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What 'Never Have I Ever' Can Teach Us About California's Crowded State Universities

An actor playing a high school senior wears a red graduation cap and gown and stands in front of a podium smiling.
Darren Barnet as Paxton Hall-Yoshida bids Sherman Oaks High a farewell and heads west to the land of saguaro cactus.
( Courtesy of Lara Solnaki
/
Netflix)
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You might want to skip this story if you haven’t finished the newest season of Netflix's sitcom 'Never Have I Ever.'

Our favorite Sherman Oaks swimmer-turned-aspiring-scholar gets into college!

Both Cal State Long Beach and Arizona State University offer Paxton Hall-Yoshida a spot.

Rather than spend freshman year next to one of America’s busiest ports, he ultimately picks ASU — “and not just because everyone there is hot. That’s only half the reason.”

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As a graduate of ASU’s rival, the University of Arizona, I rolled my eyes, but then I smiled wistfully imagining Paxton snapping a selfie with a saguaro, inhaling the post-rain smell of creosote and discovering the simplicity of life without daylight saving time.

Paxton’s choice is representative of a larger trend. California students are increasingly attending the Tempe-based college.

‘A-S— What? What Even Are Those Letters?'

ASU was founded as the Territorial Normal School in 1886 — decades before Arizona became the 48th state in the Union. (A "normal school" is a school that prepares teachers.)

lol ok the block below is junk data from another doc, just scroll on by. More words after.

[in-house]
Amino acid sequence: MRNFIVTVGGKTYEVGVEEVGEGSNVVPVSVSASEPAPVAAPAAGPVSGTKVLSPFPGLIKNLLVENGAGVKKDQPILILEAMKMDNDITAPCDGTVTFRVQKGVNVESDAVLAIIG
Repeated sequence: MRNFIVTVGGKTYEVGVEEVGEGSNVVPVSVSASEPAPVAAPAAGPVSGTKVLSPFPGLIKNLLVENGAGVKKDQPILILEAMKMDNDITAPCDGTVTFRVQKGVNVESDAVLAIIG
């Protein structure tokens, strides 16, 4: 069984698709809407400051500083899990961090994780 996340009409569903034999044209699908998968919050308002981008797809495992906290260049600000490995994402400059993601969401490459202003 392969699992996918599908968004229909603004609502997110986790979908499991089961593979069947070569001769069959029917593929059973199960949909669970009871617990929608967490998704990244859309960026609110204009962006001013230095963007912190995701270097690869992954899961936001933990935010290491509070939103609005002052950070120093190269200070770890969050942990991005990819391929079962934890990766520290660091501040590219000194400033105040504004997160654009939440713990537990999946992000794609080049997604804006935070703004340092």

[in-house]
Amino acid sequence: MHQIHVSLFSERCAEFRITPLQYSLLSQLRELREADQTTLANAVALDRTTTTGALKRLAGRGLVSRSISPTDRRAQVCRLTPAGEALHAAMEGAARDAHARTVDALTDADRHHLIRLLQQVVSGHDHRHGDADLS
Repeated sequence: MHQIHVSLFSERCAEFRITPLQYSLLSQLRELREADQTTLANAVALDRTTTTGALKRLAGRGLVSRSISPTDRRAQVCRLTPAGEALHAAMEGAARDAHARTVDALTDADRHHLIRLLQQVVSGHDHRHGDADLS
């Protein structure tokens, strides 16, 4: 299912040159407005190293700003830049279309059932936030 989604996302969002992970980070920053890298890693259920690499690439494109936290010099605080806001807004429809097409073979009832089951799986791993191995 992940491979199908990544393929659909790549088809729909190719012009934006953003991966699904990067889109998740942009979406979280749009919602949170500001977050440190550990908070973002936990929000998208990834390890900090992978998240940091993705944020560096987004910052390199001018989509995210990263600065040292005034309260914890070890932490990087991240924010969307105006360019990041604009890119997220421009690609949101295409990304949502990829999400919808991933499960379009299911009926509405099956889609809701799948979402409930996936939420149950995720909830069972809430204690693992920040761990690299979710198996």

In recent years, the school has seen explosive growth and worked to change its perception from party school to forward-thinking academic institution. The college relentlessly markets itself as the “most innovative” university in the country, thanks to seven years of U.S. News & World Report#1 rankings in that category.

Meanwhile, California is pumping out more qualified students than it has space for — a 2019 study found the state’s four-year schools will be short about 144,000 seats by 2030. And it seems unlikely there will be a new UC anytime soon.

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California students are turning from the state’s overcrowded college campuses to ASU’s in-person and online offerings.

“We want to be able to create opportunities for students, regardless of their status, their circumstances, [and] how education fits as a priority in their life,” said Matt Lopez, associate vice president of academic enterprise enrollment and executive director of admission services.

This fall more than 10% of first years on campus in Arizona are from the Golden State. Californians make up 13% of the school’s overall projected enrollment of 140,759 students.

ASU also opened an additional campus in downtown Los Angeles last August.

‘If You Love Something, Let It Go To Arizona’

Several "Never Have I Ever" watchers scoffed at Paxton's post-graduation choice.

“I mean, the direct response is, so?” Lopez said when I shared the above tweet. He paraphrased the school’s charter: “We are measured not by whom we exclude, but by whom we include and how they succeed.”

ASU reports one in three students are the first in their family to attend college and almost half of freshmen are from underrepresented populations.

ASU’s six-year graduation rate is slightly higher than the national average for public universities, at 67%. For the Cal State system, it’s 63% and for UCs, 73%.

“We always can get better,” Lopez said. “We have a societal obligation to do better, right?”

Lopez hasn’t watched "Never Have I Ever" (though it’s on his list) so I re-capped Paxton’s arc — hot jock on a journey of self- and academic-discovery after an unexpected injury.

“Paxton would probably do better at ASU than a student that maybe had perfect grades and everything was easy peasy,” Lopez said. “Life is not about getting A's on everything you do. Life is about going ‘Oh, That didn't work out. How am I going to learn?’”

What questions do you have about Southern California?